Chapter 2: An Introduction to Ancient Greek Political Economy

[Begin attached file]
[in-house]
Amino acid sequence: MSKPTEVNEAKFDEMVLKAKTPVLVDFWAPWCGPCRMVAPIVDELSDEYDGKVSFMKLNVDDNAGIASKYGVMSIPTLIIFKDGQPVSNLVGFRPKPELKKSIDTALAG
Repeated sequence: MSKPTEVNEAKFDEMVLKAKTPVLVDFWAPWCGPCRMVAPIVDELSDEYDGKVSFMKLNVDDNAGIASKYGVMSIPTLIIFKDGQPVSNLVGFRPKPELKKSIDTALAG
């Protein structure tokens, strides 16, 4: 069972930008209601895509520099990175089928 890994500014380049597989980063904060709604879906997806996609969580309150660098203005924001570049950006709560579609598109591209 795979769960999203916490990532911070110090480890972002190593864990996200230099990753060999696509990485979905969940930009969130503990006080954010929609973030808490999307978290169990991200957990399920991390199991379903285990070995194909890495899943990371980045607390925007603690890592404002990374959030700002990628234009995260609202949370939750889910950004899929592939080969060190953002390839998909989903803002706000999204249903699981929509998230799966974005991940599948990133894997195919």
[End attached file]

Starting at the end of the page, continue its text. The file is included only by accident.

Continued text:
This chapter provides some historical, institutional, and intellectual context for the rest of the book. With respect to the intellectual context, it limns a range of ancient contributors to political economy and the way in which they contribute to the linkage between ethics and economics. In focusing on the latter, attention has been paid to the ancient Greeks as early progenitors of later schools of economic thought, especially Sen’s Capabilities school. It also serves as an introduction to the pre-Socratics and the Socratics. An understanding of the pre-Socratics is essential for what follows in later chapters that concentrate on the Socratics. The structure of this chapter is as follows. The first section provides some historical context on ancient Greek society, economy, and institutions. The second section focuses on the pre-Socratics (especially the Sophists). 1. THE SOCIAL, ECONOMIC, POLITICAL, AND INSTITUTIONAL CONTEXT The peak period of the ancient Greek civilizations was from the eighth to the third century BC. In several of the Greek city-states (poleis; singular polis) there were tremendous developments in various branches of the arts and learning. Some understanding of the institutional framework in which the ancient Greeks wrote is essential for the second section of this chapter and the remainder of the book. Two fundamental Greek institutions are the household (oikos; plural oikoi) and the polis. These will be discussed first. Afterwards, brief comments will be made on a range of themes: inequality, the ancient economy, the good life, gender, and the family. The Oikos The oikos...
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